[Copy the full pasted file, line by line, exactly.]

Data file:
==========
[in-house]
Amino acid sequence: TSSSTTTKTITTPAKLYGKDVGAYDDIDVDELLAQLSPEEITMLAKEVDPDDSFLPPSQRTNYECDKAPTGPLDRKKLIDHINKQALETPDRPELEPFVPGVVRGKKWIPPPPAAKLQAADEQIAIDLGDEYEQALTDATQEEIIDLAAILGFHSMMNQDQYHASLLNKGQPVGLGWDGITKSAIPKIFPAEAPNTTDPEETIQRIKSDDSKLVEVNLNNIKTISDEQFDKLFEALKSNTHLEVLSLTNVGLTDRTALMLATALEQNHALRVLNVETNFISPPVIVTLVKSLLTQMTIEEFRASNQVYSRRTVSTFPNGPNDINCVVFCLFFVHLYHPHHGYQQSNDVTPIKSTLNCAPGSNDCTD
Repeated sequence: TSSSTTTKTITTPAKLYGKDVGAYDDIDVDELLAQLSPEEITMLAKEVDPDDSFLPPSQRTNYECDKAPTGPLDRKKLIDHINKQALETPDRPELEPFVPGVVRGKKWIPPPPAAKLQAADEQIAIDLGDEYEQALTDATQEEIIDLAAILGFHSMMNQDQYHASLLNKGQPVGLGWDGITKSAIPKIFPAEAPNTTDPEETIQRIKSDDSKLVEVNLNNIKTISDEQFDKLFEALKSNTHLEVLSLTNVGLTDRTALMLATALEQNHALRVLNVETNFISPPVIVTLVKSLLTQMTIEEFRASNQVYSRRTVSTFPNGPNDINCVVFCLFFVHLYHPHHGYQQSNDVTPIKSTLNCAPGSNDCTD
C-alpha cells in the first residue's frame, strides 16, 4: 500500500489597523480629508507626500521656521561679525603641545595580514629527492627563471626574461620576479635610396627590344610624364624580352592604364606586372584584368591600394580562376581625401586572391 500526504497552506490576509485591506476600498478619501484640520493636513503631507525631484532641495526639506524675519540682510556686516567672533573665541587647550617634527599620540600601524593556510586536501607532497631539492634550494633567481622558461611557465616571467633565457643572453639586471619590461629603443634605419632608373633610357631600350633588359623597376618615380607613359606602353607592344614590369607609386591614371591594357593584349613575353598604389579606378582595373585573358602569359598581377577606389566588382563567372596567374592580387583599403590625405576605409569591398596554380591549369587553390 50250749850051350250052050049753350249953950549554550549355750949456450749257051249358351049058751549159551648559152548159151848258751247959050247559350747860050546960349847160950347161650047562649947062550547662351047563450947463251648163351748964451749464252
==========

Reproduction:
[in-house]
Amino acid sequence: TSSSTTTKTITTPAKLYGKDVGAYDDIDVDELLAQLSPEEITMLAKEVDPDDSFLPPSQRTNYECDKAPTGPLDRKKLIDHINKQALETPDRPELEPFVPGVVRGKKWIPPPPAAKLQAADEQIAIDLGDEYEQALTDATQEEIIDLAAILGFHSMMNQDQYHASLLNKGQPVGLGWDGITKSAIPKIFPAEAPNTTDPEETIQRIKSDDSKLVEVNLNNIKTISDEQFDKLFEALKSNTHLEVLSLTNVGLTDRTALMLATALEQNHALRVLNVETNFISPPVIVTLVKSLLTQMTIEEFRASNQVYSRRTVSTFPNGPNDINCVVFCLFFVHLYHPHHGYQQSNDVTPIKSTLNCAPGSNDCTD
Repeated sequence: TSSSTTTKTITTPAKLYGKDVGAYDDIDVDELLAQLSPEEITMLAKEVDPDDSFLPPSQRTNYECDKAPTGPLDRKKLIDHINKQALETPDRPELEPFVPGVVRGKKWIPPPPAAKLQAADEQIAIDLGDEYEQALTDATQEEIIDLAAILGFHSMMNQDQYHASLLNKGQPVGLGWDGITKSAIPKIFPAEAPNTTDPEETIQRIKSDDSKLVEVNLNNIKTISDEQFDKLFEALKSNTHLEVLSLTNVGLTDRTALMLATALEQNHALRVLNVETNFISPPVIVTLVKSLLTQMTIEEFRASNQVYSRRTVSTFPNGPNDINCVVFCLFFVHLYHPHHGYQQSNDVTPIKSTLNCAPGSNDCTD
C-alpha cells in the first residue's frame, strides 16, 4: 500500500489597523480629508507626500521656521561679525603641545595580514629527492627563471626574461620576479635610396627590344610624364624580352592604364606586372584584368591600394580562376581625401586572391 500526504497552506490576509485591506476600498478619501484640520493636513503631507525631484532641495526639506524675519540682510556686516567672533573665541587647550617634527599620540600601524593556510586536501607532497631539492634550494633567481622558461611557465616571467633565457643572453639586471619590461629603443634605419632608373633610357631600350633588359623597376618615380607613359606602353607592344614590369607609386591614371591594357593584349613575353598604389579606378582595373585573358602569359598581377577606389566588382563567372596567374592580387583599403590625405576605409569591398596554380591549369587553390 50250749850051350250052050049753350249953950549554550549355750949456450749257051249358351049058751549159551648559152548159151848258751247959050247559350747860050546960349847160950347161650047562649947062550547662351047563450947463251648163351748964451749464252